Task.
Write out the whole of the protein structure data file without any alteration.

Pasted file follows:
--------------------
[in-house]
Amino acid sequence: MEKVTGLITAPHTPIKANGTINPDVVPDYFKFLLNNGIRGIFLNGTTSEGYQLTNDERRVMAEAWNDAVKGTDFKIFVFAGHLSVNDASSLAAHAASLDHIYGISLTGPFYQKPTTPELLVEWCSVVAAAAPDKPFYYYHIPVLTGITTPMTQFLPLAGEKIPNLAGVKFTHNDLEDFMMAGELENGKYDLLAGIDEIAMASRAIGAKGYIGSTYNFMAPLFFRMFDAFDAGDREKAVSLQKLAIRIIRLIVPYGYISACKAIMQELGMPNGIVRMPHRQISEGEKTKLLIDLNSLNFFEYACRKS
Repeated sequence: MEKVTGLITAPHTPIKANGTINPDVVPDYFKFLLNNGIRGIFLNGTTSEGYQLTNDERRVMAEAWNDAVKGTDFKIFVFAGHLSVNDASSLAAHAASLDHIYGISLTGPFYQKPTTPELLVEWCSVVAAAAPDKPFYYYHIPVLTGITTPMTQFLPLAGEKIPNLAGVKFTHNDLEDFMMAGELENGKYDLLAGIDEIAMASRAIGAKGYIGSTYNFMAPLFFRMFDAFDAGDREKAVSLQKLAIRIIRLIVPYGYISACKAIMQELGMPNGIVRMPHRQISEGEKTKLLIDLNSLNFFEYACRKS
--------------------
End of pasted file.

[in-house]
Amino acid sequence: MEKVTGLITAPHTPIKANGTINPDVVPDYFKFLLNNGIRGIFLNGTTSEGYQLTNDERRVMAEAWNDAVKGTDFKIFVFAGHLSVNDASSLAAHAASLDHIYGISLTGPFYQKPTTPELLVEWCSVVAAAAPDKPFYYYHIPVLTGITTPMTQFLPLAGEKIPNLAGVKFTHNDLEDFMMAGELENGKYDLLAGIDEIAMASRAIGAKGYIGSTYNFMAPLFFRMFDAFDAGDREKAVSLQKLAIRIIRLIVPYGYISACKAIMQELGMPNGIVRMPHRQISEGEKTKLLIDLNSLNFFEYACRKS
Repeated sequence: MEKVTGLITAPHTPIKANGTINPDVVPDYFKFLLNNGIRGIFLNGTTSEGYQLTNDERRVMAEAWNDAVKGTDFKIFVFAGHLSVNDASSLAAHAASLDHIYGISLTGPFYQKPTTPELLVEWCSVVAAAAPDKPFYYYHIPVLTGITTPMTQFLPLAGEKIPNLAGVKFTHNDLEDFMMAGELENGKYDLLAGIDEIAMASRAIGAKGYIGSTYNFMAPLFFRMFDAFDAGDREKAVSLQKLAIRIIRLIVPYGYISACKAIMQELGMPNGIVRMPHRQISEGEKTKLLIDLNSLNFFEYACRKS